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Living wills and what you should know
Many Americans are horrified by the prospect of being kept alive in a persistent vegetative state after brain damage. Visions tubes forced down the throat and a breathing machine delivering oxygen to a barely beating heart seem more appropriate for a nightmare than a place of healing.
For many, this fear stems largely from a reluctance to impose upon loved ones and family members. No one wants to be an undue burden on his caretakers' time and money. But many people fear the unfortunate state itself, and especially the invasive treatments required to stabilize an unresponsive patient.
Often, potential patients pin down "tubes" as metonymic for their apprehension: "I just don't want to be hooked up to all those tubes."
In response to this fear, many people prepare living wills, especially in the aftermath of Terri Schiavo's accident and the drawn-out legal battle that ensued.
The Florida woman was kept on life support for 14 years after sustaining severe brain damage when her heart temporarily stopped in 1991. The course of her illness up to her death in 2005 (after having her feeding tube removed) was marked by intense legal conflict and vast press coverage.
Some speculated that if Schiavo had had a living will, the conflict could have been avoided — she could have chosen ahead of time whether to be connected to a feeding tube or not and how long to remain on life support.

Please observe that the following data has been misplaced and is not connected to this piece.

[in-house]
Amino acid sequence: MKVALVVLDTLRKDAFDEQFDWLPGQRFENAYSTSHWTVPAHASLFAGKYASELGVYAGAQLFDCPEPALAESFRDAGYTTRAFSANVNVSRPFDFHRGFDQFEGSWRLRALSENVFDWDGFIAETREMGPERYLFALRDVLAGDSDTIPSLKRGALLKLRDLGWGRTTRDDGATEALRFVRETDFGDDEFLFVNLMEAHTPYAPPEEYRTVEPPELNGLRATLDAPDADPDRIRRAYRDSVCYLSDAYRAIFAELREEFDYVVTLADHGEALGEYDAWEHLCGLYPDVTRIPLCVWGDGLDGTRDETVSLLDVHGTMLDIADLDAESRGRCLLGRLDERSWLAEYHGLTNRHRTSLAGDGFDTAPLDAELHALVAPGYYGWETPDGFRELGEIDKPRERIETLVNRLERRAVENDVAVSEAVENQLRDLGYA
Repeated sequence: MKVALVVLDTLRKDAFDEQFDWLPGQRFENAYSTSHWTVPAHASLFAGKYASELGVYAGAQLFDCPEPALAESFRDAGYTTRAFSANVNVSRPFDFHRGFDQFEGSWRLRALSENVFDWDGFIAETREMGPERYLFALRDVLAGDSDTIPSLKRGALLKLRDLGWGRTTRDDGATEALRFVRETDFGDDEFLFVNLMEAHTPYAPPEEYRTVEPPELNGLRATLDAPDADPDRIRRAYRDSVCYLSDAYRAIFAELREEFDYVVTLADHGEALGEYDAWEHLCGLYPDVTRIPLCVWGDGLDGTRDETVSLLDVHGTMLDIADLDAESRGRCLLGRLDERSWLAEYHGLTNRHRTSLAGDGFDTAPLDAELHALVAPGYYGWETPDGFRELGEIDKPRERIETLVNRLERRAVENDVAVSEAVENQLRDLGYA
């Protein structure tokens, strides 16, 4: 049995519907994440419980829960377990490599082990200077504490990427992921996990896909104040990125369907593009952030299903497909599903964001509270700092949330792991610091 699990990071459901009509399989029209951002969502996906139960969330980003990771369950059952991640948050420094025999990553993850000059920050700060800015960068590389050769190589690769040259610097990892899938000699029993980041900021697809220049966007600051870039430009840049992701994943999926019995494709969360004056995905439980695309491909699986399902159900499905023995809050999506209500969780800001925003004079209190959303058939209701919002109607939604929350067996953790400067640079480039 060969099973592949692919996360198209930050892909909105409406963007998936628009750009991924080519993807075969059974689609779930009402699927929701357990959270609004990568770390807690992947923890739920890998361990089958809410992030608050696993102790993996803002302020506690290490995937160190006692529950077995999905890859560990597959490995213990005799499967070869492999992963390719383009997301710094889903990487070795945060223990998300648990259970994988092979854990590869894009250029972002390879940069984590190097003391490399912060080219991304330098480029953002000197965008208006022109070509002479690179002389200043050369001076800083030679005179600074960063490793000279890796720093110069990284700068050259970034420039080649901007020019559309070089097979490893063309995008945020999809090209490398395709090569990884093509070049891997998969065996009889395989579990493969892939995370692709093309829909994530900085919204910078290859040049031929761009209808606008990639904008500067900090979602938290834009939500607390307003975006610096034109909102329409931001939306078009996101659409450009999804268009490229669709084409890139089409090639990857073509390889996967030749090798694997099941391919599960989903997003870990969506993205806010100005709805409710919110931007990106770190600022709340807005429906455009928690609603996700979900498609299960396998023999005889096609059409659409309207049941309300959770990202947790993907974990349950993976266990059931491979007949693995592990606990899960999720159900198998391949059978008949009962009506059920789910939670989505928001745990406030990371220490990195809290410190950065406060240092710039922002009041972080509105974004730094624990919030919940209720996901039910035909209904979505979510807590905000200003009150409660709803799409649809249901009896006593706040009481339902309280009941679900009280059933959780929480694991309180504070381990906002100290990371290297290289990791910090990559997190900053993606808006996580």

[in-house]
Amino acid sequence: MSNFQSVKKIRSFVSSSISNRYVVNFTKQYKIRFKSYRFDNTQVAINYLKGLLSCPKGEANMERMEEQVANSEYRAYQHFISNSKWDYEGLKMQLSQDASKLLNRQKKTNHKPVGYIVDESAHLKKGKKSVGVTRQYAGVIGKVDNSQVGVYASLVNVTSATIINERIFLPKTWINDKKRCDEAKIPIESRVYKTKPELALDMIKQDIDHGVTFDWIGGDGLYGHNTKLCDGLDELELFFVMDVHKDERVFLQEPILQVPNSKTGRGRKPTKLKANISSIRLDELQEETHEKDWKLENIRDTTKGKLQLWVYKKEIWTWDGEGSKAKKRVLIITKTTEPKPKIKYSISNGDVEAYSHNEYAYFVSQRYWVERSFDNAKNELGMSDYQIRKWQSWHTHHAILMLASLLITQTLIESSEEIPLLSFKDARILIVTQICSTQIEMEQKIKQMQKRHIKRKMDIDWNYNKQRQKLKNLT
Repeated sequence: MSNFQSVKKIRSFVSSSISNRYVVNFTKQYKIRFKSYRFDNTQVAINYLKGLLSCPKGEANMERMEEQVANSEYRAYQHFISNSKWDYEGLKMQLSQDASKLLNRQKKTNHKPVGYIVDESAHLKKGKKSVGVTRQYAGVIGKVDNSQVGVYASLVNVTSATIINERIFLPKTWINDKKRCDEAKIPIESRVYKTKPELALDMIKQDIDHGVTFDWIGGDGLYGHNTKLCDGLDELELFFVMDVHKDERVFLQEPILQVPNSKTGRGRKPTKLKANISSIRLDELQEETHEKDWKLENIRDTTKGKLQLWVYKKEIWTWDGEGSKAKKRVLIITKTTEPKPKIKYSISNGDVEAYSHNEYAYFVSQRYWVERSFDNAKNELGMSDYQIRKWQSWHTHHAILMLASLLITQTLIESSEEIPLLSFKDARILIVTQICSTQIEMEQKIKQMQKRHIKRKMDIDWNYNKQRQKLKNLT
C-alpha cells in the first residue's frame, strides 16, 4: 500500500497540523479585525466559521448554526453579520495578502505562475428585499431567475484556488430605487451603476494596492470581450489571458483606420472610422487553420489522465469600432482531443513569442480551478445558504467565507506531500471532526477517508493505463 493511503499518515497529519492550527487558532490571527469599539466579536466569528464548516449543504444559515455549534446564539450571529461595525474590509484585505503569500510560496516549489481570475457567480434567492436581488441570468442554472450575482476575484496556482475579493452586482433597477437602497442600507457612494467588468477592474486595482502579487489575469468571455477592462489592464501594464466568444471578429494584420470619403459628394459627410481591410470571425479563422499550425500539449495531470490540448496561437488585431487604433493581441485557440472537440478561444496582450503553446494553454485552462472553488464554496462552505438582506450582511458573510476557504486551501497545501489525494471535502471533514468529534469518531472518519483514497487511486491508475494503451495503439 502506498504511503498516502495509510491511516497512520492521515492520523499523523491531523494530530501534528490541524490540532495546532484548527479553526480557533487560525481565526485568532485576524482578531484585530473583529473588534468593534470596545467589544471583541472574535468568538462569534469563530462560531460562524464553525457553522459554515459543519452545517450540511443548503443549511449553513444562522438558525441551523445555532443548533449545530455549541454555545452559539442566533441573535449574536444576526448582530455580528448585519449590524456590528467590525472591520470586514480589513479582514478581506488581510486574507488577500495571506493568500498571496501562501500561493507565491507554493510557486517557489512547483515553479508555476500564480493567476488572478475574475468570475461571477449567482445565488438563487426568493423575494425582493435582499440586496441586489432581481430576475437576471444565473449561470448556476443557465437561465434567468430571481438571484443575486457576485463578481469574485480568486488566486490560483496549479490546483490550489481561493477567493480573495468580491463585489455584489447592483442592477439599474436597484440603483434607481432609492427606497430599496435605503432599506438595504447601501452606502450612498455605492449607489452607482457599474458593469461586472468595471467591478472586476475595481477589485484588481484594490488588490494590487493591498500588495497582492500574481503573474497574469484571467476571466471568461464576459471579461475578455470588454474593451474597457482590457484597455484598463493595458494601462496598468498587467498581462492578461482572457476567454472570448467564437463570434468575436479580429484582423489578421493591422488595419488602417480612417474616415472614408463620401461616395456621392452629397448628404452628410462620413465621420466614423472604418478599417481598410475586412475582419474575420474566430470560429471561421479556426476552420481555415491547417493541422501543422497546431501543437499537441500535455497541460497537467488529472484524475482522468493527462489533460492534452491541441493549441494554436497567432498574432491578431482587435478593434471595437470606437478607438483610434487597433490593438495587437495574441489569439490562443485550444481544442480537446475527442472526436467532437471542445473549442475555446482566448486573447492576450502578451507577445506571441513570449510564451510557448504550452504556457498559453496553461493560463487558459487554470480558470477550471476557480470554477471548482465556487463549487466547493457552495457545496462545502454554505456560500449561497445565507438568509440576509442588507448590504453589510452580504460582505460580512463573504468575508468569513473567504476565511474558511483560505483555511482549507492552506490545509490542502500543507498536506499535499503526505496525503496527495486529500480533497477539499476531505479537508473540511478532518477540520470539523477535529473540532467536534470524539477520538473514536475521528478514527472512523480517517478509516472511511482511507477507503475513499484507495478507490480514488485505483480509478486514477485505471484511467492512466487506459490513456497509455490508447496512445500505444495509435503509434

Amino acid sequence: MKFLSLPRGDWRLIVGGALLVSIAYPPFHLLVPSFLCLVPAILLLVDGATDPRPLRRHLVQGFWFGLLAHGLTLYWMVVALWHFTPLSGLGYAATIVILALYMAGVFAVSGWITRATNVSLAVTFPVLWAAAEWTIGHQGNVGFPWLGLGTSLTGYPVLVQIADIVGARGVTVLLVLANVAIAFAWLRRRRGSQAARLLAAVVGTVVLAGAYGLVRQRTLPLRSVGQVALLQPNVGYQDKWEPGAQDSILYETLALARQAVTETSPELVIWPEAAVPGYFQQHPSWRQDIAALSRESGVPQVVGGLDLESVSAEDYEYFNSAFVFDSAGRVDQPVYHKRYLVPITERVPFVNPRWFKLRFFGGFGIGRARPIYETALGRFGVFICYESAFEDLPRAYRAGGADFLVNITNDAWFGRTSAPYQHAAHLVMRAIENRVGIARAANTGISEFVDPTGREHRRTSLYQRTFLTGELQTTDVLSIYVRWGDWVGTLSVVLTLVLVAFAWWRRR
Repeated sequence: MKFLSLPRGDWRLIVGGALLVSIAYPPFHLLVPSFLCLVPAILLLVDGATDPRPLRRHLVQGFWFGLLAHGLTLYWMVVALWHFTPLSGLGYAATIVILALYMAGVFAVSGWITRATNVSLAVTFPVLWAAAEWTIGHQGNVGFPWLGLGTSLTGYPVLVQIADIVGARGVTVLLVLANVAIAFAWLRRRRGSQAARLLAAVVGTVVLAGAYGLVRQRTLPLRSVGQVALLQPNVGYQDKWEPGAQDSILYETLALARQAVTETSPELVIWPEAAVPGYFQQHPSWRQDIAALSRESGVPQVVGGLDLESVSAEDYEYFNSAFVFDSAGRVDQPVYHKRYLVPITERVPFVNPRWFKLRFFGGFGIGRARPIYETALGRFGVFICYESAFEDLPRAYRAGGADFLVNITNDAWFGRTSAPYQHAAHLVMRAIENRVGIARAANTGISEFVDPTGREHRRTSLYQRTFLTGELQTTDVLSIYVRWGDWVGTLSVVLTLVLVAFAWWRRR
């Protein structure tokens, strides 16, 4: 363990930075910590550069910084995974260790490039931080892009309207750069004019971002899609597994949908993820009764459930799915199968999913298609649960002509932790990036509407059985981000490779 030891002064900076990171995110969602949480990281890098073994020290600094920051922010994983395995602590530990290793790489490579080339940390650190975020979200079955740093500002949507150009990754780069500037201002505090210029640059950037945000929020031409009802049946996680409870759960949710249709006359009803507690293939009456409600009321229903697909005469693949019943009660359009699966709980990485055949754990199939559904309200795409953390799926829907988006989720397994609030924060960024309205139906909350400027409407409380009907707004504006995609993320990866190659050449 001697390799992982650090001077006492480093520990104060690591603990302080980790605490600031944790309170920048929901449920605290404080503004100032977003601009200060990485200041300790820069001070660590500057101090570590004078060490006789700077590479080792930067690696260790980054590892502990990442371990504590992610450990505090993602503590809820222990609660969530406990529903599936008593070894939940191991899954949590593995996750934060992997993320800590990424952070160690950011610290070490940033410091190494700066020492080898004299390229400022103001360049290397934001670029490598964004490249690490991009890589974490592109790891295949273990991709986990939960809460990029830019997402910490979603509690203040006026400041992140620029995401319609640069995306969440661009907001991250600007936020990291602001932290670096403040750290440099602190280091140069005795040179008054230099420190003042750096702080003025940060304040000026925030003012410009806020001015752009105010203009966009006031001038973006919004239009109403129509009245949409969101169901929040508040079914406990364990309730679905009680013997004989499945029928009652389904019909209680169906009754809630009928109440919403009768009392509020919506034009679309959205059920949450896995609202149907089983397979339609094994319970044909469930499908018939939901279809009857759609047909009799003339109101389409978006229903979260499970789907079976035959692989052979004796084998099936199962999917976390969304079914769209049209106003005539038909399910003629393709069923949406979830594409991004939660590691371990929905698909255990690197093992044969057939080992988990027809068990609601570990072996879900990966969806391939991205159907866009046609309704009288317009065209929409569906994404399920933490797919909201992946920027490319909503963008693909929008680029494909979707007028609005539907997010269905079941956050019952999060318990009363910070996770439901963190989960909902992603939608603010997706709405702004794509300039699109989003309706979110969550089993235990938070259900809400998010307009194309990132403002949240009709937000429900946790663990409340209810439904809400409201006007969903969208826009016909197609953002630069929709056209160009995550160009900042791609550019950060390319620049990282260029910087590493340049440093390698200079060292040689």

As a matter of fact, a living will would have made no difference in Schiavo's case. Technically, for a living will to apply in many states, the patient must be classified as "terminally ill." Schiavo was not classified as such, but rather as "in a persistent vegetative state"; that is, although she may have shown no signs of recovery, she would, with the proper life support, likely have lived to a natural age.
There are problems
Even beyond Schiavo's irrelevance to the living will movement, there are a few very important issues that need to be addressed regarding the efficacy and helpfulness of living wills.
Dr. Fred Mirarchi takes up these issues in his book, Understanding Your Living Will: What You Need to Know Before a Medical Emergency, and his preceding pamphlet, "What's the Patient's Code Status?" Mirarchi highlights the fact that a living will is a legal document usually prepared in legal language, which must be interpreted by doctors, other medical personnel and the family of the patient. The material stresses the importance of an "Advanced Directive" written in medical language that nurses and ER doctors can immediately understand.
Mirarchi says the inability of doctors and lawyers to understand each other regarding living wills can become a problem in three ways:
- Living wills are not individualized for a patient's medical conditions.
- Many patients don't really understand what they are agreeing to when they sign a living will.
- Most importantly, living wills are horribly misinterpreted to mean "do not treat" or "do not resuscitate" (DNR).
Generally, the first two problems only serve to aggravate the third.